Porsche 911 hero: Arno Bohn
Bohn’s stay at Porsche was both short and controversial, but the CEO would contribute significantly to the saving of the 911 – and company at large.
Bohn only worked at Porsche for two years between 1990 and 1992, and many will remember those tumultuous 24 months for the overseeing of a stillborn 989 project, as well as notable motorsport failings including heavy spending for an ultimately fruitless F1 venture. However, Bohn’s contribution to the history of Porsche is significant if short, and more enthusiasts should do well to remember this.
Bohn arrived at Porsche with no professional experience in the automotive industry, let alone at Zuffenhausen, his only tie to the company being the purchase of a 2.4E back in 1974. He’d call in annually at Porscheplatz for a service on the way to amassing 75,000km in his middle-range 911.
Nevertheless, Bohn was approached by the Porsche family in 1989 to take over an ailing company which was being hammered by poor sales and a tumbling Dollar. The 911 model of the time, the 964, lacked a Turbo model, and though the 993 was already in development, there were serious misgivings about the long-term feasibility of the air-cooled flat six, which was expensive to make. The 964 lineup would flourish under Bohn, in terms of models if not outstanding sales, and the later 993 – released after Bohn’s departure – would realise the full potential of an air-cooled 911, but Bohn’s legacy stretched much further ahead than even that. From the outset, Bohn recognised the fact that Porsche needed a smaller and lower-cost sports car, much like the 912, to boost sales and create meaningful profits. Moreover, production of Porsche’s cars needed to be harmonised: the transaxle cars were built 50km away in Neckarsulm, while the 911 line was retained at Zuffenhausen. This setup only added to the company’s expenditure, which were more bruising amid a period of poor sales. Bohn’s solution was to build two cars, both the 911 and an entry-level sports car, on the same platform, with its start date mooted for 1996. The embryonic 996/986 platform idea was duly conceived, and Bohn’s idea would prevail in rather handsome fashion. The shared 911/Boxster line streamlined costs while the new water-cooled 911 would comfortably outsell the 993, a move which saved the company from financial ruin.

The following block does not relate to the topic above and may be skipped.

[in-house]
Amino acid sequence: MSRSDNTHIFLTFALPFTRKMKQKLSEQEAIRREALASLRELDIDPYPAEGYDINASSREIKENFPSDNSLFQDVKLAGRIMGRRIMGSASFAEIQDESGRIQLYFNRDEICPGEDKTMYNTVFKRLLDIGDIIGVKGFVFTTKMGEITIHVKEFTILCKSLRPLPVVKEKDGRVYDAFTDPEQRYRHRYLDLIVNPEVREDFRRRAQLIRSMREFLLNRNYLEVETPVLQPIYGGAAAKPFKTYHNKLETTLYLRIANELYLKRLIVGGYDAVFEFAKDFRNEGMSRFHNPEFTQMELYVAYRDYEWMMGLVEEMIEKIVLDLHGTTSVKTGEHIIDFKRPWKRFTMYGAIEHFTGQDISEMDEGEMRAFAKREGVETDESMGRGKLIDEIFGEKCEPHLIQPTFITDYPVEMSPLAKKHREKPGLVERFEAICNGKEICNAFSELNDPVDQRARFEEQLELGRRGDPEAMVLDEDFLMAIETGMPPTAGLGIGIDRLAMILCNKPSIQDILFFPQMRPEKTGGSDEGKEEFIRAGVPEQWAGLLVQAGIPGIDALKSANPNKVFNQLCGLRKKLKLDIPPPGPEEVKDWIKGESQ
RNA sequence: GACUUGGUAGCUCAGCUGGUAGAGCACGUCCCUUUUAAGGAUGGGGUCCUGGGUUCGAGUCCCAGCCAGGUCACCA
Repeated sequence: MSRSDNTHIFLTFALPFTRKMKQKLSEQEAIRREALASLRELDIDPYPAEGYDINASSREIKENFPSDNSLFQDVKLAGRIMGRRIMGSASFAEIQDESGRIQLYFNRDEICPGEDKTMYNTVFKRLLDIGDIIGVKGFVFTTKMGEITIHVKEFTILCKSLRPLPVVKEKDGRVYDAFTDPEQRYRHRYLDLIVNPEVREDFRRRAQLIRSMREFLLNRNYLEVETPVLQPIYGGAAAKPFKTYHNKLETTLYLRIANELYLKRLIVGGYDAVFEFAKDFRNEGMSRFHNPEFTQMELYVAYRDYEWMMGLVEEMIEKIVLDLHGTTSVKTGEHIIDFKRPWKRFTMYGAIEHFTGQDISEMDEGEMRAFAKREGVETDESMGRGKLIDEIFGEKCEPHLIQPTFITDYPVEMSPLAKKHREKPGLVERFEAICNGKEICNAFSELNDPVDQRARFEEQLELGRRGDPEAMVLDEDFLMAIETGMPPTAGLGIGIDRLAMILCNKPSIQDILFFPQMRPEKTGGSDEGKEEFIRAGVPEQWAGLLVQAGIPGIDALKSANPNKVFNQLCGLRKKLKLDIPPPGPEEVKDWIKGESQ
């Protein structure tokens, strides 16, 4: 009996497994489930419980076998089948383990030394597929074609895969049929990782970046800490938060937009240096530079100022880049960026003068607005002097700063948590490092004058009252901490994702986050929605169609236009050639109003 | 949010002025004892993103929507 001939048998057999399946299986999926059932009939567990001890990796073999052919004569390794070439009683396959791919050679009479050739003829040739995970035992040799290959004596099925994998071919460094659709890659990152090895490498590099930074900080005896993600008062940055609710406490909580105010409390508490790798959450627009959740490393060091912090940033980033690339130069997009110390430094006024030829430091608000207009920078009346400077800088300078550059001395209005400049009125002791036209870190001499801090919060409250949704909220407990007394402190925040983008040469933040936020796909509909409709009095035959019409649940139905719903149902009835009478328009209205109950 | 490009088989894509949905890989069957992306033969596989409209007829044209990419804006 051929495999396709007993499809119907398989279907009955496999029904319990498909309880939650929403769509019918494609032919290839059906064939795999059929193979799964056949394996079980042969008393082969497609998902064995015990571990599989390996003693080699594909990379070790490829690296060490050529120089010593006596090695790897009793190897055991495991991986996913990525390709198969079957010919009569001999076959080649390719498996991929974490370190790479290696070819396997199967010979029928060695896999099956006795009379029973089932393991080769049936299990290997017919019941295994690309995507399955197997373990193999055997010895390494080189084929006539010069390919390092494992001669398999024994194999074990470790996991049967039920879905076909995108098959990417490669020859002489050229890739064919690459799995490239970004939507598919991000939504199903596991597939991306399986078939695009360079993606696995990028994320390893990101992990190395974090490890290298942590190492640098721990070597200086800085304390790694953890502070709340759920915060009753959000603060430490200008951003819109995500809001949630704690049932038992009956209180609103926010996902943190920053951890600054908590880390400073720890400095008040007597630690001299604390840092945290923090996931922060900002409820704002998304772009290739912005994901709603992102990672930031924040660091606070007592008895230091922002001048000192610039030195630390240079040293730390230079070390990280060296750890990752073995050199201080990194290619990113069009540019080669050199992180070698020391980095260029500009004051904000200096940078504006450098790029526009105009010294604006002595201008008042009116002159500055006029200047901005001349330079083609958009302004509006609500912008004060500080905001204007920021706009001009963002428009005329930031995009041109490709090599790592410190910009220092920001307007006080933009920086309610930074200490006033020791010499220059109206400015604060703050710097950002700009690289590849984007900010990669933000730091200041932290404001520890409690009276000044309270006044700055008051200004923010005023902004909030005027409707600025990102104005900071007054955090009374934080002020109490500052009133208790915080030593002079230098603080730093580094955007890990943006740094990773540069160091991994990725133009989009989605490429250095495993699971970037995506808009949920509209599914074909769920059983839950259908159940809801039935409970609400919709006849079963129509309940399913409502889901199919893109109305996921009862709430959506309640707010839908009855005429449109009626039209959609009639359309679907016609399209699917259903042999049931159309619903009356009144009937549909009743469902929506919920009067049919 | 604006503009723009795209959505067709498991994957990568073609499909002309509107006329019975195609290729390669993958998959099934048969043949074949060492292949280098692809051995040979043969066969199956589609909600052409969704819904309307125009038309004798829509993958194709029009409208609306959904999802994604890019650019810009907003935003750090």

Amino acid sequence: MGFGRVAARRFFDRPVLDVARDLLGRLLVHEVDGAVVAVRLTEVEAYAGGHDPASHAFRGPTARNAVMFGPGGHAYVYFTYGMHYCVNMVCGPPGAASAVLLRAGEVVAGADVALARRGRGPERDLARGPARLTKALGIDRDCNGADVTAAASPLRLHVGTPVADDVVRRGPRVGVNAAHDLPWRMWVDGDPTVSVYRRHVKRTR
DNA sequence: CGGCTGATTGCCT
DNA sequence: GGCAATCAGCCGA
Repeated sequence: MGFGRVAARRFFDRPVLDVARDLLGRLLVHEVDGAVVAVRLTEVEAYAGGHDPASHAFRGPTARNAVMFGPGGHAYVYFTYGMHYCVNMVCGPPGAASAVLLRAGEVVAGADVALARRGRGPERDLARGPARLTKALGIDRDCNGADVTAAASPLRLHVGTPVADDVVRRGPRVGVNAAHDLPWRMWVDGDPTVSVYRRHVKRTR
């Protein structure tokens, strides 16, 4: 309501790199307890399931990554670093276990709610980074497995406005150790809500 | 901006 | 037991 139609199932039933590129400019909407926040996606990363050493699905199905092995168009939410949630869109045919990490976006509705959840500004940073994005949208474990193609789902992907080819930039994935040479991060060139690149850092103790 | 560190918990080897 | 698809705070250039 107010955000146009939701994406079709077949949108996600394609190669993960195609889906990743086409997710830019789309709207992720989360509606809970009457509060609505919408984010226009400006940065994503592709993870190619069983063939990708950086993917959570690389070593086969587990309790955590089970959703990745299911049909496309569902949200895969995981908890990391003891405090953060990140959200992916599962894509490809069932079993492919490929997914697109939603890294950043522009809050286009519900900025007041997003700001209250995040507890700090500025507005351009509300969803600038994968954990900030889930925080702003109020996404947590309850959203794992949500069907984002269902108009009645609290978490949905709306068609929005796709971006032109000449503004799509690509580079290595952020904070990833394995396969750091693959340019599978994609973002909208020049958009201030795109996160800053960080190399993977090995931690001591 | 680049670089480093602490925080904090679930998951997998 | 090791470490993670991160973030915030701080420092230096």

Bohn had departed Porsche five years prior to the start of 996 production, but it was his vision which quite literally set the wheels in motion, and put Porsche on a path to automotive redemption. His tenure at Zuffenhausen might have been short, but by virtue of the fact the company still exists today, Bohn’s contribution to Porsche and its 911 was certainly sweet.